A range of speakers from mental health to police gathered for the second Equality Indicators meeting this evening.
Tonight's event focused on racial disparities in police use of force and current practices.
City councilors say the goal is to increase transparency and ultimately use these meetings to make policy changes.
Some speakers say this is overdue, referencing a black police officer coalition lawsuit against Tulsa police in 2001.
"Bias, when reported internally, must be believed," said African Ancestral Society President Chief Egunwale Fagbenro Amusan. "We can't deny that fact. That's a fact. This is not an opinion. It's an actual fact and the court agreed."
Tulsa's Deputy Chief of Police Jonathan Brooks says they've been studying the use of force data and making it public for years, always with the goal of improving.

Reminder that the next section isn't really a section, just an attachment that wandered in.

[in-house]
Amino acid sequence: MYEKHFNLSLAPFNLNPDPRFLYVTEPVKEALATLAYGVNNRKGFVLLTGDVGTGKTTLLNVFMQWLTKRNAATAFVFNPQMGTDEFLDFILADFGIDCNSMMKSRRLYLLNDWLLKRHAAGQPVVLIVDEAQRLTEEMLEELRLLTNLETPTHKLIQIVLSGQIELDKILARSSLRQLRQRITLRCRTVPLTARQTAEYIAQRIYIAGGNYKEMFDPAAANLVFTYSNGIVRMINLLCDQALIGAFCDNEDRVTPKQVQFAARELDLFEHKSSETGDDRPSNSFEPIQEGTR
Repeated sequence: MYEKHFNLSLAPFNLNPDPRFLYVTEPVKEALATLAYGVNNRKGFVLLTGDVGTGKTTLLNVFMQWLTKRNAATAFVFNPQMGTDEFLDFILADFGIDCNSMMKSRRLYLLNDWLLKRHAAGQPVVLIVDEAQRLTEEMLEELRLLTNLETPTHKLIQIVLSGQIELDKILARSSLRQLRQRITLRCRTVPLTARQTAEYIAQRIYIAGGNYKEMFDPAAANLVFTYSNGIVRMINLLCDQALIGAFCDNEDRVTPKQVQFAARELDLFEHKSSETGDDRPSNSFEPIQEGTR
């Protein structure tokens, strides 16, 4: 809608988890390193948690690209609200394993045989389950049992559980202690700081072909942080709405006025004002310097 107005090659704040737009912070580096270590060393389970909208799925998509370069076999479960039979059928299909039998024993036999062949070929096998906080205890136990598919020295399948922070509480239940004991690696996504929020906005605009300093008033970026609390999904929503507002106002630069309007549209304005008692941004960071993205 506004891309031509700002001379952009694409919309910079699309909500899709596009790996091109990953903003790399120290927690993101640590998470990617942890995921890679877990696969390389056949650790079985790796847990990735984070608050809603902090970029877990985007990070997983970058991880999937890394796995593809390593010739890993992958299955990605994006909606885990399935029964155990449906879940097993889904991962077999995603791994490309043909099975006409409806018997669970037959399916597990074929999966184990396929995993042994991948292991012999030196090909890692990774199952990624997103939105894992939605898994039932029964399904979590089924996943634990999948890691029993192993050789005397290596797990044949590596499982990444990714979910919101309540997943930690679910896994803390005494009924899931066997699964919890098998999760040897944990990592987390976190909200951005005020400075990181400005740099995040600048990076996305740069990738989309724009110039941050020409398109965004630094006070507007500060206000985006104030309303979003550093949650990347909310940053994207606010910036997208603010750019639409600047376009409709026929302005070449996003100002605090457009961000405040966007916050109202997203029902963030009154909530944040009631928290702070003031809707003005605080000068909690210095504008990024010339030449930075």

"If we're talking about bias, we've taken it very seriously with a considerable investment in implicit bias training and the amount of training that we make our officers go through that incorporates every aspect of that and every component of training that they do," said Deputy Chief Brooks.
The deputy chief says training and practices are continually changing.
The city plans to continue referencing the equality indicator data to see where change is needed.
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